The death of McAllen cyclist Melissa Robles, who was struck by a motorist on Feb. 19 in south McAllen, just weeks before her 33rd birthday, undoubtedly will be on the minds of many tonight as our communities collectively gather and participate in various Ride of Silence events throughout the Rio Grande Valley to commemorate cyclists killed or hurt on area roads.

In McAllen, Robles’ brother is scheduled to tell participants how this tragedy has affected his family. He will speak prior to tonight’s 7 p.m. Ride of Silence event, which for the fifth year will again begin at The Monitor’s parking lot, located at 1400 E. Nolana Ave.

Many of Robles’ training partners from the 5 AM Wake-Up Ride bicyclist group are expected to participate in the nine-mile ride. Just as many of them did in 2014, the year that Eddie Arguelles, of Edinburg — who was also part of the training group — was fatally struck and killed during a pre-dawn ride.

The deaths of Robles and Arguelles have hurt our cycling communities, but we are heartened that tonight at least five different Ride of Silence events will be held throughout the RGV in: McAllen, Weslaco, the City of Hidalgo, Harlingen and Brownsville. Hundreds of cyclists are expected to participate in the various rides, which all start at 7 p.m.

We view the addition of so many Ride of Silence events as proof that Valley residents want safer roads for all, and more awareness and respect from motorists for those not on four wheels.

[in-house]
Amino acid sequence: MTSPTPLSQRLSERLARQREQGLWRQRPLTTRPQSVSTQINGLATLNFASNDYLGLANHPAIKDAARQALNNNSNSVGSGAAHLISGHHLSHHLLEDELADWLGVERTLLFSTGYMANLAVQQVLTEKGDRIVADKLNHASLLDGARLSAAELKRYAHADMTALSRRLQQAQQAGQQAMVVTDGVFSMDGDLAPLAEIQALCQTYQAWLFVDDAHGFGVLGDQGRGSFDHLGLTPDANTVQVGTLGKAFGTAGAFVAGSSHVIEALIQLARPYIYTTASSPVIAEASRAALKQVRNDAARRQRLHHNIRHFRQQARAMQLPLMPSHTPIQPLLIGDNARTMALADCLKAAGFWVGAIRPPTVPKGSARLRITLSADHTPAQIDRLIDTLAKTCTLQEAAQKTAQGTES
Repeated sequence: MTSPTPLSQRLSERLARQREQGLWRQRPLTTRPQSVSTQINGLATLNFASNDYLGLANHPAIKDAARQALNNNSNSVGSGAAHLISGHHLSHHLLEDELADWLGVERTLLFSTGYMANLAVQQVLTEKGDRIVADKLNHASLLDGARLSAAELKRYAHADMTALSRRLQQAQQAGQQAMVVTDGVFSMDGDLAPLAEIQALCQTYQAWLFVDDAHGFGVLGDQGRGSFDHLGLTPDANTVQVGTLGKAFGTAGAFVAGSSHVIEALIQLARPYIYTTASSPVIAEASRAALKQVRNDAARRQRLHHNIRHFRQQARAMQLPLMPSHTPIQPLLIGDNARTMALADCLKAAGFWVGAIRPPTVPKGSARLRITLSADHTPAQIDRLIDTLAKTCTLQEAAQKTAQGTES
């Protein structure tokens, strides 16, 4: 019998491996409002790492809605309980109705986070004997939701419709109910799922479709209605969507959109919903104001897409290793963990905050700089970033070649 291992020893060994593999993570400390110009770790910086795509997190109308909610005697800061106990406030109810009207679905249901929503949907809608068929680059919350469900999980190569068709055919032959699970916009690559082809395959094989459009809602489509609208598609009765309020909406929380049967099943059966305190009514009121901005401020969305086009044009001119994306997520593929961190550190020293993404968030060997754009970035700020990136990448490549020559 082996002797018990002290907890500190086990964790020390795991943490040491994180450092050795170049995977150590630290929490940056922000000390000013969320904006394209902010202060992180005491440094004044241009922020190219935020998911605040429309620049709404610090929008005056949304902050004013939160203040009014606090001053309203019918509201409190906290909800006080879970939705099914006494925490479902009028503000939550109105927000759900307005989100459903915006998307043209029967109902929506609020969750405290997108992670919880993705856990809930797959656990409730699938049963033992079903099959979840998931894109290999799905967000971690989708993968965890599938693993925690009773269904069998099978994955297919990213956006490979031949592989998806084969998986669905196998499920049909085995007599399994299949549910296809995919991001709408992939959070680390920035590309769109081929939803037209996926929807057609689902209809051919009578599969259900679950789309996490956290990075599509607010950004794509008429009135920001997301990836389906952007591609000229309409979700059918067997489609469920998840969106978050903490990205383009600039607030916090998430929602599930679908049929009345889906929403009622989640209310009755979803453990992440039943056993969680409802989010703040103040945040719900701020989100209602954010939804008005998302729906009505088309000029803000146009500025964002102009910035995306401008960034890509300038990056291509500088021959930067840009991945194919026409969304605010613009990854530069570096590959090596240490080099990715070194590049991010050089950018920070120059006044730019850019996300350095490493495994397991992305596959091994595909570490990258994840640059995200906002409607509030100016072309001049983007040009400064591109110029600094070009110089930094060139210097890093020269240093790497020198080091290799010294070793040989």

“Slowly we are starting to grow and get the word out,” Michael McNew, an organizer of the McAllen event who is a member of McAllen Bicycle Club and the Run, Ride, Share committee, told us. “The mindset is starting to change. We’ve seen it during the last three years.”

We recognize this support also has come in the past few years from area municipalities, including several that participated in a 100-mile long street cleanup on Tuesday in preparation for tonight’s special rides. Operation Clean Sweep involved trucks from Hidalgo County, McAllen, Pharr, Alamo, San Juan, Mission, Edinburg, Alton, and La Villa, which recently purchased its first $150,000 street sweeper.

In McAllen, the trucks cleaned Nolana Avenue and South Second Street where riders will travel tonight as they pass three white ghost bikes each marking the spot where Robles and two other cyclists were killed over the years.

Every RGV Ride of Silence route has a different distance. But all are to be silent and respectful. And every cyclist must wear a helmet and have lights on their bike in order to participate.

Even if you can’t ride, please come out and support the riders, or place flowers at a ghost bike. And the next time you are behind the wheel and see someone on two wheels, please be mindful of their safety.

As Elvira Alonzo, McAllen public works director, said Tuesday: “Our cities are coming together for one main purpose: To keep everybody safe and share our roads.”

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